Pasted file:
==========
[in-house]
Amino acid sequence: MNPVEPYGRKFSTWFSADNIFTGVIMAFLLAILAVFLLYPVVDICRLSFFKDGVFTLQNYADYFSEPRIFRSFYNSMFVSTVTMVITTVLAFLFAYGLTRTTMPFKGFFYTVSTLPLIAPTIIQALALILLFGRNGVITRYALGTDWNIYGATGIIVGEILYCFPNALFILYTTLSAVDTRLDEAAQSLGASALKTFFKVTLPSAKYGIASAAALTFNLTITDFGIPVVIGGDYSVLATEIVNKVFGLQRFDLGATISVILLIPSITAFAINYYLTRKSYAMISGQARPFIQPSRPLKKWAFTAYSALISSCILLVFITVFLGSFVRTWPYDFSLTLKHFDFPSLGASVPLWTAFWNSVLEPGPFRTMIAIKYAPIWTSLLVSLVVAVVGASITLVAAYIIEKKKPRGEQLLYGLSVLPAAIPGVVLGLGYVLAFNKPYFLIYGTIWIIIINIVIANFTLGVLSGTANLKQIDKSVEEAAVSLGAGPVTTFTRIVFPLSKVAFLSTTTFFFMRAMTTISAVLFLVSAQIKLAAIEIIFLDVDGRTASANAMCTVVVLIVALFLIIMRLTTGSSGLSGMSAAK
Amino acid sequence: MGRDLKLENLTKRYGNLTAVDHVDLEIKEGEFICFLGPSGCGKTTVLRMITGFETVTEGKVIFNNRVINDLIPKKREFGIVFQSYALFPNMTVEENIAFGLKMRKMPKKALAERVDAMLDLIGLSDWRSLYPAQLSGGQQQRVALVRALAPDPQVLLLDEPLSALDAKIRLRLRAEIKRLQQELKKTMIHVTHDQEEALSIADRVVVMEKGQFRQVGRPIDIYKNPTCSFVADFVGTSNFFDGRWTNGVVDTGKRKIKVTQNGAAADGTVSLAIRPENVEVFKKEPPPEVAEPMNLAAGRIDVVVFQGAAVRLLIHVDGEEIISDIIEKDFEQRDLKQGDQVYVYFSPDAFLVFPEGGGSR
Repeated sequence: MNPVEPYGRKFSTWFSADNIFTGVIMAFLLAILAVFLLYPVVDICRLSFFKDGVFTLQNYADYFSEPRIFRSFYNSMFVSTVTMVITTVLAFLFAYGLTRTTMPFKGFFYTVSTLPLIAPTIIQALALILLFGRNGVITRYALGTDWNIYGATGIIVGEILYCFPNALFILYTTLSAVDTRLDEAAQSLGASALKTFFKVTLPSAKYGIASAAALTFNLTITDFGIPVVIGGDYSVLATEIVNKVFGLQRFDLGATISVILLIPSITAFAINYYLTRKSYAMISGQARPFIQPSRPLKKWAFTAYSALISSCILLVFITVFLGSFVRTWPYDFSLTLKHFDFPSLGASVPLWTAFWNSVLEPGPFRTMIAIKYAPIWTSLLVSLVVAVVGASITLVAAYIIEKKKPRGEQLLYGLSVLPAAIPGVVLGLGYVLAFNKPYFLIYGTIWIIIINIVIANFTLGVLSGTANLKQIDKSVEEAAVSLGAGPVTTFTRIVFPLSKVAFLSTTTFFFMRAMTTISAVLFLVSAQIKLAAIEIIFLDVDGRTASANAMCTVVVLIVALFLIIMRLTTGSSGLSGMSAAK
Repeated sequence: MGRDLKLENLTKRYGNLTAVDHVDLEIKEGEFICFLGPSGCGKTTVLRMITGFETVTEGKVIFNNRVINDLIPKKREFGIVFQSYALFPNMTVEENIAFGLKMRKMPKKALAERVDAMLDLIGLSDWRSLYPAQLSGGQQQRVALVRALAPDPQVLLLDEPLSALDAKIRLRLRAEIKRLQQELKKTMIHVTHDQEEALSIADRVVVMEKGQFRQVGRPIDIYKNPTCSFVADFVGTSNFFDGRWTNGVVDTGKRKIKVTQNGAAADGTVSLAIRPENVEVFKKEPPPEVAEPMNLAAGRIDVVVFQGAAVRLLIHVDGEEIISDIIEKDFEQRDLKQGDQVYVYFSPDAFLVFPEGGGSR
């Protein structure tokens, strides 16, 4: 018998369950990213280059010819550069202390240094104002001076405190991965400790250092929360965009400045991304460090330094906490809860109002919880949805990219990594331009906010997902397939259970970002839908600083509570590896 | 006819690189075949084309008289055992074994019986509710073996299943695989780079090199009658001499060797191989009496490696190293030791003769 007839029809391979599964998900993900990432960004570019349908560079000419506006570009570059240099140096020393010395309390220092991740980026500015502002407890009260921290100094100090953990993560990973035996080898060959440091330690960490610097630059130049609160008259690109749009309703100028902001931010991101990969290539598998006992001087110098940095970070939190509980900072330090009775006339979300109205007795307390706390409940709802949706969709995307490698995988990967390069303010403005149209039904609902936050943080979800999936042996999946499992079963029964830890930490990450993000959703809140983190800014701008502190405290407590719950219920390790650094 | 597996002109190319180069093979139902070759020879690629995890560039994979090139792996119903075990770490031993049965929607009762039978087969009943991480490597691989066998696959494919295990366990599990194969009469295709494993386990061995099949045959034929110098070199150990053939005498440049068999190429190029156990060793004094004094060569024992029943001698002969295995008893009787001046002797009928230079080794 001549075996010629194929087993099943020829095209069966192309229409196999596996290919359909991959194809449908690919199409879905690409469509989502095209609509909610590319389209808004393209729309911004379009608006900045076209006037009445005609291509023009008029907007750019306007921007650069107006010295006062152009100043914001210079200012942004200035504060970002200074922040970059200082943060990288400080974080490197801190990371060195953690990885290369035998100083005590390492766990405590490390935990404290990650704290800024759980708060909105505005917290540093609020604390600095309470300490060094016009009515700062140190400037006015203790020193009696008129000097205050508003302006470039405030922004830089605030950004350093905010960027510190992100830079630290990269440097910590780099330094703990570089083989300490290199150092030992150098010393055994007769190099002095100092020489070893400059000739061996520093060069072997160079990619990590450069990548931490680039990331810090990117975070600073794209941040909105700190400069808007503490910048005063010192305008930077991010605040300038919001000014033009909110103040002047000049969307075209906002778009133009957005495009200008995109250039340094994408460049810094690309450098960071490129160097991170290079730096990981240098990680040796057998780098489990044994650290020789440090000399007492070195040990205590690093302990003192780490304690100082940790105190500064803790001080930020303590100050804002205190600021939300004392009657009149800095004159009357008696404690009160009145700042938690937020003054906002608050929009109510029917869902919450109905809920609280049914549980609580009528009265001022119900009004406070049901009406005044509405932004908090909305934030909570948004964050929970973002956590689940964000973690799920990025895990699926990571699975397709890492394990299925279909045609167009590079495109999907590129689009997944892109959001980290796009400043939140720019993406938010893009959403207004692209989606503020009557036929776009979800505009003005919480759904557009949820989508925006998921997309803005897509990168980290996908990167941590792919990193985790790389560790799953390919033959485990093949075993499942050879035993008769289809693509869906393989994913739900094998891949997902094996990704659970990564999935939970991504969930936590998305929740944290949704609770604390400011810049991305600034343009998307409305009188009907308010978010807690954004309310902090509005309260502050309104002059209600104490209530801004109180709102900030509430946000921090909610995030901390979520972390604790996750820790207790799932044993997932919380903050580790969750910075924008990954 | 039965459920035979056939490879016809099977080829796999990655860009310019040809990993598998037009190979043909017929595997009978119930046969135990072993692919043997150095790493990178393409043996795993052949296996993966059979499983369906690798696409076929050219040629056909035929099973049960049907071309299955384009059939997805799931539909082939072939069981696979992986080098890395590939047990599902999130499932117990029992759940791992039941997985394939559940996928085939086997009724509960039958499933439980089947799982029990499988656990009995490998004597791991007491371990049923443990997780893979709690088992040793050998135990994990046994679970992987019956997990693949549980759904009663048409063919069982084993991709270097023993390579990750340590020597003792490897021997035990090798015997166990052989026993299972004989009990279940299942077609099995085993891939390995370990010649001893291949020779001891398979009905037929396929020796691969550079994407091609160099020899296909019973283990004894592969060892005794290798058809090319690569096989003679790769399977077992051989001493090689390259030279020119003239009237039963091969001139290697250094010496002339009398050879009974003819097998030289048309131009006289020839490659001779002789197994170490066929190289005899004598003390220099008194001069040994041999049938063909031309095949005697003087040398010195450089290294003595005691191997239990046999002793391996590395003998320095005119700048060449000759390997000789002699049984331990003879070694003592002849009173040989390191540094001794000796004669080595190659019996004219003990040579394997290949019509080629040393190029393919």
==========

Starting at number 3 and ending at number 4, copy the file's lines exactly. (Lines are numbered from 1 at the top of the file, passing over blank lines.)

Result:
Amino acid sequence: MGRDLKLENLTKRYGNLTAVDHVDLEIKEGEFICFLGPSGCGKTTVLRMITGFETVTEGKVIFNNRVINDLIPKKREFGIVFQSYALFPNMTVEENIAFGLKMRKMPKKALAERVDAMLDLIGLSDWRSLYPAQLSGGQQQRVALVRALAPDPQVLLLDEPLSALDAKIRLRLRAEIKRLQQELKKTMIHVTHDQEEALSIADRVVVMEKGQFRQVGRPIDIYKNPTCSFVADFVGTSNFFDGRWTNGVVDTGKRKIKVTQNGAAADGTVSLAIRPENVEVFKKEPPPEVAEPMNLAAGRIDVVVFQGAAVRLLIHVDGEEIISDIIEKDFEQRDLKQGDQVYVYFSPDAFLVFPEGGGSR
Repeated sequence: MNPVEPYGRKFSTWFSADNIFTGVIMAFLLAILAVFLLYPVVDICRLSFFKDGVFTLQNYADYFSEPRIFRSFYNSMFVSTVTMVITTVLAFLFAYGLTRTTMPFKGFFYTVSTLPLIAPTIIQALALILLFGRNGVITRYALGTDWNIYGATGIIVGEILYCFPNALFILYTTLSAVDTRLDEAAQSLGASALKTFFKVTLPSAKYGIASAAALTFNLTITDFGIPVVIGGDYSVLATEIVNKVFGLQRFDLGATISVILLIPSITAFAINYYLTRKSYAMISGQARPFIQPSRPLKKWAFTAYSALISSCILLVFITVFLGSFVRTWPYDFSLTLKHFDFPSLGASVPLWTAFWNSVLEPGPFRTMIAIKYAPIWTSLLVSLVVAVVGASITLVAAYIIEKKKPRGEQLLYGLSVLPAAIPGVVLGLGYVLAFNKPYFLIYGTIWIIIINIVIANFTLGVLSGTANLKQIDKSVEEAAVSLGAGPVTTFTRIVFPLSKVAFLSTTTFFFMRAMTTISAVLFLVSAQIKLAAIEIIFLDVDGRTASANAMCTVVVLIVALFLIIMRLTTGSSGLSGMSAAK